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KeyBiner — Holder for your entitlements

By: Komes Subramaniam


In Microservice architecture, using the Access Token Pattern solution, the API Gateway authenticates a request and passes an access token (e.g. JSON Web Token) to downstream systems and services securely. This helps the service or system to identify/authenticate/authorize each request.

JSON Web Token (JWT) is an open standard (RFC 7519) that defines a compact and self-contained way for securely transmitting information between parties as a JSON object.

  • Compact:

Because of their smaller size, JWTs can be sent through a URL, POST parameter, or inside an HTTP header. Additionally, the smaller size means transmission is fast.

  • Self-contained:

The payload contains all the required information about the user, avoiding the need to query the database more than once.

jwt picture courtesy: Toptal

Common scenarios to use JWT are Authentication & Secure Information exchange. As per our Authorization design and Internal API security guidance, we see a need for a self-contained token, and a need to securely transfer data from one service to other service. We want to include authorization information in a self-verifiable ID Token. The ID Token follows JWT standard, signed by IdP and includes authorization information which is provided by an authorization/decision engine.

In the Telecom industry, the Customer has the ability to delegate or assign roles and responsibilities to the subscribers/line users on their account. A customer can be associated or assigned to more than one account. They may be financially responsible for some accounts, and, in other accounts, act as just a user. For instance, Sue is a T-Mobile customer and she pays for her husband and 2 daughters. Sue also pays for her Mom’s account. Each line’s user can be registered in the system to access information about their line and the account it is tied to. Consider Account & Lines are resources in telecom industry. Permission/Access information on each resources are called entitlements /authorization information.

Problem Statement

As per design specification, we need to include authorization information as part the ID Token. Authorization information includes resources and entitlements, and we have a list of Authorized Business Functions (ABFs) from the business process model. Now what is an ABF? In short, it is a Business Function which requires authorizations. For instance, your company / enterprise business could be retail, telecom, manufacturer, etc. A business team defines their business functions/processes such as ‘Pay Bill’, ‘Cancel Subscription’, ‘Initiate Goods Return’ etc. This provides an abstraction on top of the permissions/access rights / privileges which might have been defined at the system /application / product level.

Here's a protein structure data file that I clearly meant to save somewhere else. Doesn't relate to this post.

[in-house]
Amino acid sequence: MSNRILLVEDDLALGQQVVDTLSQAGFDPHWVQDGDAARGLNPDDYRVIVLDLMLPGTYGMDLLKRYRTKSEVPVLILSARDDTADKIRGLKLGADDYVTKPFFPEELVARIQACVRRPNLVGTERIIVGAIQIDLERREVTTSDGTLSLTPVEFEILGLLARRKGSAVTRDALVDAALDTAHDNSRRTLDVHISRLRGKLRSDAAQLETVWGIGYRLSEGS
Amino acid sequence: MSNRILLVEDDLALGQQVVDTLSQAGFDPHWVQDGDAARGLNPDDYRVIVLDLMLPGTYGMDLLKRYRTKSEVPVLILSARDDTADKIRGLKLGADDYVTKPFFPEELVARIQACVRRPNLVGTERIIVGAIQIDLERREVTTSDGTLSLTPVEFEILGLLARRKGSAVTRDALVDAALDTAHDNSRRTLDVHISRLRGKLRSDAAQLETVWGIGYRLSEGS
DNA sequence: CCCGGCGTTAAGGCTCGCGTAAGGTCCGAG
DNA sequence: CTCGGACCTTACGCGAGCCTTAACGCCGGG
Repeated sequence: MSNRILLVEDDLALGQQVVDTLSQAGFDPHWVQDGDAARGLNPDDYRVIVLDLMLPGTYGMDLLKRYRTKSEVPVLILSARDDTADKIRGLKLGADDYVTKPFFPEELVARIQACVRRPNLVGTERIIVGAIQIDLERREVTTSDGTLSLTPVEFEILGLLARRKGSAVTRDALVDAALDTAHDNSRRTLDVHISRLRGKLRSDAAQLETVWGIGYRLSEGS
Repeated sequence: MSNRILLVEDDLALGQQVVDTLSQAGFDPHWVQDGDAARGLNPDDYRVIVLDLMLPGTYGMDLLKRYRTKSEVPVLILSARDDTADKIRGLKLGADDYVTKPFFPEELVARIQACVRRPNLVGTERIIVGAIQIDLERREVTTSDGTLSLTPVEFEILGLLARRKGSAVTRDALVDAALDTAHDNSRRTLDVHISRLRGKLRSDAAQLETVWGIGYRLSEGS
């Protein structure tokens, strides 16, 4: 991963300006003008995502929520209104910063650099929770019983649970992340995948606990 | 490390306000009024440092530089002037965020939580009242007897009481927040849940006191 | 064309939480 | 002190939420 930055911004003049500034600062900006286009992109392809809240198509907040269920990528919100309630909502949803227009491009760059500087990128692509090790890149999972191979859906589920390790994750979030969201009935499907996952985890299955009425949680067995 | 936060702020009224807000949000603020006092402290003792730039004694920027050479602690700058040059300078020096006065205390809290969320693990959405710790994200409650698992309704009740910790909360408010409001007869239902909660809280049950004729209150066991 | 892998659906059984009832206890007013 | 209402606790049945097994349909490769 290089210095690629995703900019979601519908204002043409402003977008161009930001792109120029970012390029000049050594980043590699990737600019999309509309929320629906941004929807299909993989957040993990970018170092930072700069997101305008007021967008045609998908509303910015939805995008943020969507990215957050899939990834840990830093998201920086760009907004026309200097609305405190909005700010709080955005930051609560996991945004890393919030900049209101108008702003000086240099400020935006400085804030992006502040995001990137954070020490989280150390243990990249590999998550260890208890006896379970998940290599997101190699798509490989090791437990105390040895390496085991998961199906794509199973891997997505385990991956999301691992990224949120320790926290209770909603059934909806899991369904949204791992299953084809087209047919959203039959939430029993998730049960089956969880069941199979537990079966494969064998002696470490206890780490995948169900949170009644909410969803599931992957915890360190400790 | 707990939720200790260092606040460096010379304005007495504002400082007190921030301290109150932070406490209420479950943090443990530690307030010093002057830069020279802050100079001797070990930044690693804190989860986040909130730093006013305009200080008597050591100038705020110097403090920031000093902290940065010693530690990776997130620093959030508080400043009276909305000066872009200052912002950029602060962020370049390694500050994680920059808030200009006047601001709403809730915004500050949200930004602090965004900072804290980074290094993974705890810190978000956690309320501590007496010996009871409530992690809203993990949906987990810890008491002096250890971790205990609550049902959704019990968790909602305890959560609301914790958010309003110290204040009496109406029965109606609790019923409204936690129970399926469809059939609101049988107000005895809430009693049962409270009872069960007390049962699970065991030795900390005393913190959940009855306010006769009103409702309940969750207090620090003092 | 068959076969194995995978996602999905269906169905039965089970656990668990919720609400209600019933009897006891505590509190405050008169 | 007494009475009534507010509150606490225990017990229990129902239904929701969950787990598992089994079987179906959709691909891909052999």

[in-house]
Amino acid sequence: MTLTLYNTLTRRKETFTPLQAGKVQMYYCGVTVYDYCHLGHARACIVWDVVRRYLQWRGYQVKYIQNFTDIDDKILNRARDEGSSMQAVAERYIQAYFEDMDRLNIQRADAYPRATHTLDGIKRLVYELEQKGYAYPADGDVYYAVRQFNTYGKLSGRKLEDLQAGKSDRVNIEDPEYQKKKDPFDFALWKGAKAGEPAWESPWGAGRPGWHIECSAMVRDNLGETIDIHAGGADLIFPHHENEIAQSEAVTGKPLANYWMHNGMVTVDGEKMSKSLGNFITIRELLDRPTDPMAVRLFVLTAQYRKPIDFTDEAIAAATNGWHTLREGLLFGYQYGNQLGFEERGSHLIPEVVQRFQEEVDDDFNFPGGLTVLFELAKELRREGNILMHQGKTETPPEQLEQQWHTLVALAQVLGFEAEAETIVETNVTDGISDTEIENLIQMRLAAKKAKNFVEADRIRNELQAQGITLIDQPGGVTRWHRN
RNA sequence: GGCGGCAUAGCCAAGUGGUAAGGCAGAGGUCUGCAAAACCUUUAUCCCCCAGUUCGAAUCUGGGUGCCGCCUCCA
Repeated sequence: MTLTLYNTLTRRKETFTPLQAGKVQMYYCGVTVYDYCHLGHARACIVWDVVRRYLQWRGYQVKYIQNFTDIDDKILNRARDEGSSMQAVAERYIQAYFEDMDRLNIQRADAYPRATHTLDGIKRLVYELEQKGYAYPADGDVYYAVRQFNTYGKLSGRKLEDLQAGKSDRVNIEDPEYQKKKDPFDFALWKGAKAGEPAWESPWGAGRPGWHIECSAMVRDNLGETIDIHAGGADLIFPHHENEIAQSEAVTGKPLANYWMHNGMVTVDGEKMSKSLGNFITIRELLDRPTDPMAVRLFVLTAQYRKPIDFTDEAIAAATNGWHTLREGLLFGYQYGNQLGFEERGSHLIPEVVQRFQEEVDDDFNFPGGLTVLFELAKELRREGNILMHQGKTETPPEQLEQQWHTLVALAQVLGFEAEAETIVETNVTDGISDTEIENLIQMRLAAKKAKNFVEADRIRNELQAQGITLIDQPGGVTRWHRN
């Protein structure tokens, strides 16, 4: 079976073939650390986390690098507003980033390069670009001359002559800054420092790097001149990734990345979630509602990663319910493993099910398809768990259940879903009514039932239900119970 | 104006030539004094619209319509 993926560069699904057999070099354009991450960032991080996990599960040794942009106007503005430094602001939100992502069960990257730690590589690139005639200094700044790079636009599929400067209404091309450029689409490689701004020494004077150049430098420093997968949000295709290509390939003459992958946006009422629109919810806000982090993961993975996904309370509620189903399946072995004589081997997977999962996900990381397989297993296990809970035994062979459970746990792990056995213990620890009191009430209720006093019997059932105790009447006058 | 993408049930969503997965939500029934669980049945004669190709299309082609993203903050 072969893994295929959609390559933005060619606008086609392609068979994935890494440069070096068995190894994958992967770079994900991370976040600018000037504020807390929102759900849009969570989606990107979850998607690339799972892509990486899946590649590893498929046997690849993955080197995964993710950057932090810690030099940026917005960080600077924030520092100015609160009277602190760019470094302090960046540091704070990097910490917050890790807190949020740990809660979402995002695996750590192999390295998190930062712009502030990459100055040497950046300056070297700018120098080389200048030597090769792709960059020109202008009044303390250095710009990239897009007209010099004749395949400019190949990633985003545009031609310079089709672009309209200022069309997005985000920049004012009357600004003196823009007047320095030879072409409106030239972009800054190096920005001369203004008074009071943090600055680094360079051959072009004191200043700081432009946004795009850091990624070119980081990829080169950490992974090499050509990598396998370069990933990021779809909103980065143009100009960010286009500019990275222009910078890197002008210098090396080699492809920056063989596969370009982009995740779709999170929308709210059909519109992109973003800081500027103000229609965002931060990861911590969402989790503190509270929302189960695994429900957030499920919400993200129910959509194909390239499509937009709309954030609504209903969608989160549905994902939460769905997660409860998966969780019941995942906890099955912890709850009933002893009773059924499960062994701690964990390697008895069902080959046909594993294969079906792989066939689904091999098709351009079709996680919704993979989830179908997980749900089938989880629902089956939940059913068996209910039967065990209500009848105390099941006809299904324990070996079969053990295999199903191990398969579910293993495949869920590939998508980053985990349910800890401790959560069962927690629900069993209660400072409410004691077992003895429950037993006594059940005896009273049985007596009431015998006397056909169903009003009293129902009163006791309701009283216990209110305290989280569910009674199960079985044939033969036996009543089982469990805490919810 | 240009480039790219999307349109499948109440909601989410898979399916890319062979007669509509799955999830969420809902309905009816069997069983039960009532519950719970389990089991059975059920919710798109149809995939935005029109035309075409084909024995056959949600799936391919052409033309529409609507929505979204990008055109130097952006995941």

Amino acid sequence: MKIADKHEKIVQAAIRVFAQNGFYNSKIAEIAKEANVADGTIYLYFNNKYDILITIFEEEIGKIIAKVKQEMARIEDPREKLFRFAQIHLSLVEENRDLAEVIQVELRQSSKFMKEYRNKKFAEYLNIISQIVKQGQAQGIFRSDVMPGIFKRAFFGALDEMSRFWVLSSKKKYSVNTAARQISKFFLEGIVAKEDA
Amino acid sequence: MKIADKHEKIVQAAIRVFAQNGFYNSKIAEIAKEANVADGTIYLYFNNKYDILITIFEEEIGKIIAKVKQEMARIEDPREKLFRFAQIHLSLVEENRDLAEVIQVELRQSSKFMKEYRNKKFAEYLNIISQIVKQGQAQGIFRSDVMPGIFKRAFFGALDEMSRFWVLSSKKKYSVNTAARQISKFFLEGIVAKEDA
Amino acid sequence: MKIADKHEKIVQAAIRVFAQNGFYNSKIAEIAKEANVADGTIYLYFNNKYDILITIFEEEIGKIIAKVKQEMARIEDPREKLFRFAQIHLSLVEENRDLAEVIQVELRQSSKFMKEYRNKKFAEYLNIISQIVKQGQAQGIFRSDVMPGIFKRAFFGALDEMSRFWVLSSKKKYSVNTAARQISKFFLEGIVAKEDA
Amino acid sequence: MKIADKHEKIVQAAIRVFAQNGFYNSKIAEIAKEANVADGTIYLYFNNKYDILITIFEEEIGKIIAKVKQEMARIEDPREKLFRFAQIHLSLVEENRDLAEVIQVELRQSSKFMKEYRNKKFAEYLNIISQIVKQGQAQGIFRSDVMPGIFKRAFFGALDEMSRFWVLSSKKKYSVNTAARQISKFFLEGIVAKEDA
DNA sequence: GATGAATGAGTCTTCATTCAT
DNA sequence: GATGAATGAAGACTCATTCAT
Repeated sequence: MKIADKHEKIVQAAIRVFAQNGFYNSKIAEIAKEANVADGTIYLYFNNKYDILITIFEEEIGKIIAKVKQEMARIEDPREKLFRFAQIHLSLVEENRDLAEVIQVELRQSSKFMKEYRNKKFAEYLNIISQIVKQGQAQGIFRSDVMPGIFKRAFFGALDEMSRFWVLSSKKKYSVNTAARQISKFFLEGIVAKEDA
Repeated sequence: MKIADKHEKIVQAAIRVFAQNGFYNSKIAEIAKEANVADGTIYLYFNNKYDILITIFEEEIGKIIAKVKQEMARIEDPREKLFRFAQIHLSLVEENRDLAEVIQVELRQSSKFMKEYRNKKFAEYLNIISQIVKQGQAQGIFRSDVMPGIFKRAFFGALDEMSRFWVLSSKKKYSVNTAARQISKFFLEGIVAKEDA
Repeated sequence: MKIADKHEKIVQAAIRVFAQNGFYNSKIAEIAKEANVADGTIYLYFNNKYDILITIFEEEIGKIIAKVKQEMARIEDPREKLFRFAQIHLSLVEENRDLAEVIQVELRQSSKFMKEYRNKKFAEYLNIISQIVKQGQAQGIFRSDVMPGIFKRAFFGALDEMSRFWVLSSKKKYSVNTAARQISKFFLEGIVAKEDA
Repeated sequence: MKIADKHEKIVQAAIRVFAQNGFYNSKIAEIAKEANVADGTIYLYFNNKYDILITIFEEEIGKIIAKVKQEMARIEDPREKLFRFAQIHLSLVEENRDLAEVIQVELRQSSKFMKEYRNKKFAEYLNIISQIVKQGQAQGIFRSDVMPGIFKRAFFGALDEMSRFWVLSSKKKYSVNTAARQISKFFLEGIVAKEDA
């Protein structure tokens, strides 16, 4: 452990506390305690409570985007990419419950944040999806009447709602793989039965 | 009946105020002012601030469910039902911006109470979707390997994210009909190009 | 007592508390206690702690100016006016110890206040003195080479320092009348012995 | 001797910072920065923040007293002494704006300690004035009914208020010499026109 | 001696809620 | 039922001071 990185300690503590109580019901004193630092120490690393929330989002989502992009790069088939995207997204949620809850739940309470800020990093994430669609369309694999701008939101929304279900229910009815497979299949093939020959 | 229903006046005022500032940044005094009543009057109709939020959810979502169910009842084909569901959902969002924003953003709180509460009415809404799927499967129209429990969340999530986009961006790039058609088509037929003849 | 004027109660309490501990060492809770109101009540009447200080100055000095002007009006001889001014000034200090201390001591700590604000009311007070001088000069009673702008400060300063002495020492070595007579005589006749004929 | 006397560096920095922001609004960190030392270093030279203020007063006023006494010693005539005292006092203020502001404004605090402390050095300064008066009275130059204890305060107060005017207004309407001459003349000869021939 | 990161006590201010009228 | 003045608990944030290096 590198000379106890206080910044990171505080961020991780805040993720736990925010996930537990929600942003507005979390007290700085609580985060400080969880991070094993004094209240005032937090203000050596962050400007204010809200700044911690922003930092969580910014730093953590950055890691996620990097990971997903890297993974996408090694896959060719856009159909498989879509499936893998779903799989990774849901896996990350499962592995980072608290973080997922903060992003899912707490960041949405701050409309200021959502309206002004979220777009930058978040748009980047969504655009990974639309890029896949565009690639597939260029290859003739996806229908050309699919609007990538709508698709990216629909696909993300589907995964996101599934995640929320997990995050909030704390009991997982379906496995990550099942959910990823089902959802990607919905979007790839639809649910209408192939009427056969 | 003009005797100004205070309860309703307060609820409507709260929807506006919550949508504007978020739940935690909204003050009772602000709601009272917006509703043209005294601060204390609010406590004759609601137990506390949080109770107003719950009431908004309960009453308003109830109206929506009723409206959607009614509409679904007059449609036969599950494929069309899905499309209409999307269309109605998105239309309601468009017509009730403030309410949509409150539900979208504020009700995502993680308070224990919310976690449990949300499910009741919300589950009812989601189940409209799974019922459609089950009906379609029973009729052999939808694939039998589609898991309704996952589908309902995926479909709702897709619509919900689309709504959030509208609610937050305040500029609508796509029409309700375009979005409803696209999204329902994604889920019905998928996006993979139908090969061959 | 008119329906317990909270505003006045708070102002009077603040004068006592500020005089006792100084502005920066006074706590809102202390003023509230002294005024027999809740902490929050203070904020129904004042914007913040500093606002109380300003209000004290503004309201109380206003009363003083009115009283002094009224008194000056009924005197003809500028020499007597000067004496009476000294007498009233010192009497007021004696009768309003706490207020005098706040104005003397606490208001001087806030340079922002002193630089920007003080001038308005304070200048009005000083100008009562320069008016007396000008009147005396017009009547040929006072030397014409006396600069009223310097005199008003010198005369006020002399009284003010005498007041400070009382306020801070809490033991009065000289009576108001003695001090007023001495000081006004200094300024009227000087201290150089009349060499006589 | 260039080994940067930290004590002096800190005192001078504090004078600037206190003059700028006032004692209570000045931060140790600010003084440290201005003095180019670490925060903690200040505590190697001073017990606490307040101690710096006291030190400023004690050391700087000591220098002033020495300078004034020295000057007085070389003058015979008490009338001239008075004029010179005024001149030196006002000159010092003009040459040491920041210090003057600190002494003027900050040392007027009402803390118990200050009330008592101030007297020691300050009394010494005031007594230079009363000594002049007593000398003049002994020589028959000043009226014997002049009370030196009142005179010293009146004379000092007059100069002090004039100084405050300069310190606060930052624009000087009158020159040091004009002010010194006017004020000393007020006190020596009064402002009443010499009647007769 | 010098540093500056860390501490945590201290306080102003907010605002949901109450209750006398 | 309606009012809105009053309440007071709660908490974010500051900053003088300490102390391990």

arch Image from googled result

Adding ABFs with the resource’s id in an ID Token would make it large in data size. Transferring a large content as a token from one service to another service would cause performance implications. Alternatively, we could go for the authorization gateway model and keep it in central place, but having a central source of authorization creates a bottleneck. So, we need a solution to reduce / compress the authorization information.

Sample ABF List



As part of login, a user obtains an ID Token from IdP. IdP generates the ID Token after user authentication, and it adds authorization information (ABFs) based on a policy decision engine. Instead of adding ABFs in uncompressed format, we can leverage the KeyBiner library. It masks ABF values to a bit position with a binary model, and compresses and uses character encoding to significantly reduce the payload size.


Here are the internal details: KeyBiner consumes ABF reference data which holds numeric assignment to each ABF. Example


  • 34 — “PUSH_FEES_TO_BILL”,


Each ABF String/value is converted to a bit position based its numerical reference. Bit value 1 or 0 at that position specifies whether the ABF is allowed or not. The encoding process would result in one or more long numbers (long size is 64 bit which holds 64 different ABFs). Then we compress the characters and encode to base64 characters. At the end of this process it would result significantly reduced size which can be transferred / used for authorization request. The result of string would look like

Every service layer receives an ID Token as part of the request. The KeyBiner library can convert back to uncompressed format, and it can verify ABF existence from the token’s entitlement claim as well.

The KeyBiner library can be used/extended for any purpose not just for authorization. You can find its source code and how-to in :

Have a nice day!!

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